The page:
9. Hunter0500

    “… might end up having far-reaching consequences when it comes to the fate of LGBTQ people in the workplace and beyond.”

    Of course it will have an impact. Whatever is decided WILL have an impact. Whatever the outcome, there will be consequences, good or bad depending on one’s view.

    The inflammatory tone introducing the discussion is a real problem. Insinuating that the presence of a couple of Conservative justices is a problem …is a problem. The Court should be made up of Judges who placed these by Congress to support understanding of our laws across decades…and positions. Not just Left vs. Right. This article is yet a other example of Political-based hate. The only Judges mentionned we’re two Conservatives … with no discussion about the past votes or the past votes any other Justices. “They’re Conservative so they’re gonna be bad.” Political- based hate forecasting the worst. Promoting hatred and division. Please stop.

    • Barry-NJ

      “The Court should be made up of Judges who placed these by Congress to support understanding of our laws across decades…and positions. ”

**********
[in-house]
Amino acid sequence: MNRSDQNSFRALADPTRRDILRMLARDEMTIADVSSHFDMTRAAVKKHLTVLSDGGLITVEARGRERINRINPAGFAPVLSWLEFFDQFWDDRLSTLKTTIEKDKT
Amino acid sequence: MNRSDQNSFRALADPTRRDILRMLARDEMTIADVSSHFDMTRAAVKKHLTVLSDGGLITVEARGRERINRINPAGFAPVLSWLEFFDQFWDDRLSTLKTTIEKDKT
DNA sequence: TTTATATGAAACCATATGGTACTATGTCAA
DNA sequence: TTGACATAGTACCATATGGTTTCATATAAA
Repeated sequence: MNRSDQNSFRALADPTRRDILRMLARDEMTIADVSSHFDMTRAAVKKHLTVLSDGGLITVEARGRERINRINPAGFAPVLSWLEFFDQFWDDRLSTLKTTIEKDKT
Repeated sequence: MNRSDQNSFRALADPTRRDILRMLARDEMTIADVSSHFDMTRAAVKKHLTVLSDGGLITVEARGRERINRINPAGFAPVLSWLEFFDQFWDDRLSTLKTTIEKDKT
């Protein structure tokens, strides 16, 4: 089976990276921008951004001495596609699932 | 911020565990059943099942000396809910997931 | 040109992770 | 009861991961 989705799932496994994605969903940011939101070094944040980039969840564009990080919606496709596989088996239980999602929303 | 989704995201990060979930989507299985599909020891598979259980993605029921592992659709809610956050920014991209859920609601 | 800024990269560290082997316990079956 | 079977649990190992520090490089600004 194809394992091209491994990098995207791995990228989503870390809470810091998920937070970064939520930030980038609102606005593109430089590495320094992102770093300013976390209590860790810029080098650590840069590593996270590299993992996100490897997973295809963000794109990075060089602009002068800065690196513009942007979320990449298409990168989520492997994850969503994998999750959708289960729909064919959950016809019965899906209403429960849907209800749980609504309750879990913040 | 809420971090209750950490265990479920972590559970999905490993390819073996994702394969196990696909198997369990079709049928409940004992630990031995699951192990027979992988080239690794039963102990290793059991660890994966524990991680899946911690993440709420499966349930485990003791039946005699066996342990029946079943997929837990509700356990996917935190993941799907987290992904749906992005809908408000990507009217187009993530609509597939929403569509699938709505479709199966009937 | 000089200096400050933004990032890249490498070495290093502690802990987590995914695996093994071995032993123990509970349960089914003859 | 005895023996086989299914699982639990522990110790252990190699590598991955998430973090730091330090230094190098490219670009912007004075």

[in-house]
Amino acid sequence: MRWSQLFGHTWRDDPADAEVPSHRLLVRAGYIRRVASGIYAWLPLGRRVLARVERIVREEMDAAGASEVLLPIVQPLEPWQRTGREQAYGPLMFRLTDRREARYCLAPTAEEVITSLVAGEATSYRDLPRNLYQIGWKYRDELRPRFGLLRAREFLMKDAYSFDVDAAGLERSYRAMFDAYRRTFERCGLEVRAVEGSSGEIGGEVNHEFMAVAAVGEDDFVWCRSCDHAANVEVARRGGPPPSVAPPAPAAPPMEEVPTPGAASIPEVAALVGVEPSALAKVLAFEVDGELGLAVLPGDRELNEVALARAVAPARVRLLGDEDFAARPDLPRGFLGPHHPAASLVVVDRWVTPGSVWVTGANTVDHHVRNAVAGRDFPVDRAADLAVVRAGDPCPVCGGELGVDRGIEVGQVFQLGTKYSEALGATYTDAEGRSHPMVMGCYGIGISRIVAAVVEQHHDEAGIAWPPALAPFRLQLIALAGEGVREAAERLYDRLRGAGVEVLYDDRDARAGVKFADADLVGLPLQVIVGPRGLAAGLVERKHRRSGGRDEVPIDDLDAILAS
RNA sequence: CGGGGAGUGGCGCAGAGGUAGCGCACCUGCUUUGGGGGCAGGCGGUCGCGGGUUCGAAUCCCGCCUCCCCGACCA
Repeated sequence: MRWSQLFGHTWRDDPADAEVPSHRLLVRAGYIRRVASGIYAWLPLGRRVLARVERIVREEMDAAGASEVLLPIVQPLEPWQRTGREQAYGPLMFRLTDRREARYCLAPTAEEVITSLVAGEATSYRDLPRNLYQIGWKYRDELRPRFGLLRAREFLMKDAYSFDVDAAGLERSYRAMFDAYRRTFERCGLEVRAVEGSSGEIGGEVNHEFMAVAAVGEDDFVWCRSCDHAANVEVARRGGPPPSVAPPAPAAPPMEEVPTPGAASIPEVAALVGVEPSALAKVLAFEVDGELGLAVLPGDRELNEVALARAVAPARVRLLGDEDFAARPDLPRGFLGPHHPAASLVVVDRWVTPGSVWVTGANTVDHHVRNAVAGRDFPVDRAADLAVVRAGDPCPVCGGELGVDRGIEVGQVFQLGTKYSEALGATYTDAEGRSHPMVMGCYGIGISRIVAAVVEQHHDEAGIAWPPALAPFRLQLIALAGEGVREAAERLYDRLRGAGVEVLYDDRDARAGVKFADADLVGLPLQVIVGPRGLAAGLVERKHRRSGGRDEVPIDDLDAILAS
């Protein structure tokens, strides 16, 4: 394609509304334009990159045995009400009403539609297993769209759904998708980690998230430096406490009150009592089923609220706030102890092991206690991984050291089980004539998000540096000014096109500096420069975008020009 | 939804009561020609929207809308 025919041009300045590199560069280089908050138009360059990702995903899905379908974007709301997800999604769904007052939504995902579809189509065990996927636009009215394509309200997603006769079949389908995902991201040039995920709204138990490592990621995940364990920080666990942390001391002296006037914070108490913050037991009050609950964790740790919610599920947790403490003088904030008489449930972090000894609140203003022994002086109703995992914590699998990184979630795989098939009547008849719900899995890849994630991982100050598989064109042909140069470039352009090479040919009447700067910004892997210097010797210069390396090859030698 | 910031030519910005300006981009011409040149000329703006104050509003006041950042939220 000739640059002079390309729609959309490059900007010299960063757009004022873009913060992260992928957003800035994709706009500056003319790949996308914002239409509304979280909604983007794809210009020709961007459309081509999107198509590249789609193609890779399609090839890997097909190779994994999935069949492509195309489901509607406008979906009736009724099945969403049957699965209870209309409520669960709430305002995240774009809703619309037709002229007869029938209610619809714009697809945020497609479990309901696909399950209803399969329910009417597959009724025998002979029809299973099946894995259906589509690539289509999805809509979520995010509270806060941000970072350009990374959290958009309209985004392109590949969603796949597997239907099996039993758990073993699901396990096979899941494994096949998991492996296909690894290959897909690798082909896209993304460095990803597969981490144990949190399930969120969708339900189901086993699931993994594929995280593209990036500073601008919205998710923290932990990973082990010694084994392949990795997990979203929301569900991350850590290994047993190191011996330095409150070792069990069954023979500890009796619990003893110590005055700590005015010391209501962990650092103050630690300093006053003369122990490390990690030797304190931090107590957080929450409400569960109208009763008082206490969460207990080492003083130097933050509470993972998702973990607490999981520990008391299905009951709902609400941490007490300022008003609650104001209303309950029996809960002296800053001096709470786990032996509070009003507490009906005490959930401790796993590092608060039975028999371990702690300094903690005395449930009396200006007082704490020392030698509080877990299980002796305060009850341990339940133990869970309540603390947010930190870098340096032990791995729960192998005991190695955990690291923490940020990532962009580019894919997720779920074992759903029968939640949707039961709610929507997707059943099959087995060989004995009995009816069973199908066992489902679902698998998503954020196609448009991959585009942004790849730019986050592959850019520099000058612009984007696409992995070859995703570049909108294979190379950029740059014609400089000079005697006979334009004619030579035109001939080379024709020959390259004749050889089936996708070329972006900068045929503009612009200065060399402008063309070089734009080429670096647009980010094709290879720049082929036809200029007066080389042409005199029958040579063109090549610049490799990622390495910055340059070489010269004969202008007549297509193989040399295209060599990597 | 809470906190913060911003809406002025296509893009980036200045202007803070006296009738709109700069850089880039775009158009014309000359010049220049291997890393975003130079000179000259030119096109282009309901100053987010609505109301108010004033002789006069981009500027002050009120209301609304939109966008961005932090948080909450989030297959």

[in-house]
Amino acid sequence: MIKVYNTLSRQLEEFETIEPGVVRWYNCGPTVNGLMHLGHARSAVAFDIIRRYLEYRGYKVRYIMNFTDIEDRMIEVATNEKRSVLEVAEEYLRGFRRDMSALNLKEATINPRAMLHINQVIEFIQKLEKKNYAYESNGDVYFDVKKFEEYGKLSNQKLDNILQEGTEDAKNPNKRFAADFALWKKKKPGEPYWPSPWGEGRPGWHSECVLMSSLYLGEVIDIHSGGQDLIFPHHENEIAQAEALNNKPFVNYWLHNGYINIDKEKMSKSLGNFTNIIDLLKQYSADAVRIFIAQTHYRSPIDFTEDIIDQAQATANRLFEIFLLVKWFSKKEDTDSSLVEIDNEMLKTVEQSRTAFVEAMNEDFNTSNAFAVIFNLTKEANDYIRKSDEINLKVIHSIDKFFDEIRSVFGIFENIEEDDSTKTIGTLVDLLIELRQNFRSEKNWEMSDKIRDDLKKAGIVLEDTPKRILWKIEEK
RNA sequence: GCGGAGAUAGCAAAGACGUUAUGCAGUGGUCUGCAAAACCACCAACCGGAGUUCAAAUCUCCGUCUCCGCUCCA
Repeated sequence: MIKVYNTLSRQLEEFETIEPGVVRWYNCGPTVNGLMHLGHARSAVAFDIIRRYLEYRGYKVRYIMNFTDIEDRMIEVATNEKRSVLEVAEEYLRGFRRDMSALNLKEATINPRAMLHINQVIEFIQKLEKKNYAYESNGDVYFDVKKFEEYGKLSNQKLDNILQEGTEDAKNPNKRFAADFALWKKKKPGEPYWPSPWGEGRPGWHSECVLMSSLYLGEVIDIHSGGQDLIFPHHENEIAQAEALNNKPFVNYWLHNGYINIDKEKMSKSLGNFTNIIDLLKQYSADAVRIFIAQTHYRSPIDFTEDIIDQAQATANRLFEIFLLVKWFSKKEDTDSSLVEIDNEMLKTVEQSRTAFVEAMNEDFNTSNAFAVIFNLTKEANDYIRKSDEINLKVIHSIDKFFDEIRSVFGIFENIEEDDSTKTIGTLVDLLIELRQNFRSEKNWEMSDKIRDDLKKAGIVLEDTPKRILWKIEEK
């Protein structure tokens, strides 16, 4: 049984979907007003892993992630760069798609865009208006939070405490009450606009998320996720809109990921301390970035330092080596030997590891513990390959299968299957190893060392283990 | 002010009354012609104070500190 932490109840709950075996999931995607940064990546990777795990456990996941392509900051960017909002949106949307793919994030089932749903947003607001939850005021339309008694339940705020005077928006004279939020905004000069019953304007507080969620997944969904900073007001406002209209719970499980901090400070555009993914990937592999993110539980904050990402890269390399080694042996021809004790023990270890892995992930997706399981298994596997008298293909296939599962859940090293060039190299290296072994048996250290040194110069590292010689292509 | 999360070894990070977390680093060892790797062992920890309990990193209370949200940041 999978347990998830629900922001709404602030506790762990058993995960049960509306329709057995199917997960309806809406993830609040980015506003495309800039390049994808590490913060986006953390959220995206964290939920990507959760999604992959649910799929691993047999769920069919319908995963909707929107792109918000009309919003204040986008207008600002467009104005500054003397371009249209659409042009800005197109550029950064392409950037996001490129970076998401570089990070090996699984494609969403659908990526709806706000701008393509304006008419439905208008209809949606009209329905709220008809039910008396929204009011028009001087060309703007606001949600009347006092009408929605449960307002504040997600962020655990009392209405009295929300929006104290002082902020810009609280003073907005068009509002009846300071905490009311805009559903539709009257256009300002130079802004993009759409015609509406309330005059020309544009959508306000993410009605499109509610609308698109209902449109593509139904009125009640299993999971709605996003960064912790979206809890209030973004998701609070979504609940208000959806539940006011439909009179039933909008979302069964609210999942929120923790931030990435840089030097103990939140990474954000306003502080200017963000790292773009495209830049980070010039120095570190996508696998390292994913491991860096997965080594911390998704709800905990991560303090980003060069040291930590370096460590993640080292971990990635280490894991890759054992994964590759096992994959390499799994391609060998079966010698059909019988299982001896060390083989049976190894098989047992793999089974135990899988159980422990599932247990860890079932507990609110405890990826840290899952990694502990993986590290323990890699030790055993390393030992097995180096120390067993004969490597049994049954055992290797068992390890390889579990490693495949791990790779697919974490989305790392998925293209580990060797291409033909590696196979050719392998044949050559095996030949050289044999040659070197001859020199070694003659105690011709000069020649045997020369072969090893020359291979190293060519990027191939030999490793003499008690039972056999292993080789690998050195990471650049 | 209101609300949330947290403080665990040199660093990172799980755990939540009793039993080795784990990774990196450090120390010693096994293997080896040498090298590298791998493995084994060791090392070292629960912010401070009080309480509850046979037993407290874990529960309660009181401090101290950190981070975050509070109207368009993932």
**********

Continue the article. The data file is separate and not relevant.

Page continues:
And, yet, a Republican Senate refused to even hold hearings on Garland, a person that virtually everyone agreed was qualified by virtue of education and experience.

    • Robert Allen

      Huntero500…very good and almost overlooked point. Thank you for bringing it up. It was my first observation. Times are changing. The system that has been running is falling apart. Now humanity has to step up to the plate and learn to govern ourselves. We need to come together and stop buying into the roles of separation/racsism/division the systems program.
      We are going to need to rethink all the programing that has been forced upon us or humanity will not survive. Each person has a God given right to be human and creative. It is starting in Fiji…get on board. Learn to become what you were meant to be. Dank on you tube. Projectspeak on spread the word. Stop separating your selves and come together as humanity. The “system” is over think different and enlightened. Politics are just a shadow of what was. Rise above programing.
      Humanity is about/is to waking up and changing our world/ the very fabric of reality as we have known it to be.

  10. Libertarian Queer

    Really, Darryl? On what planet does race have anything to do with sexuality? Forget about the ruling. What is the reasoning behind your remark? Please, tell us.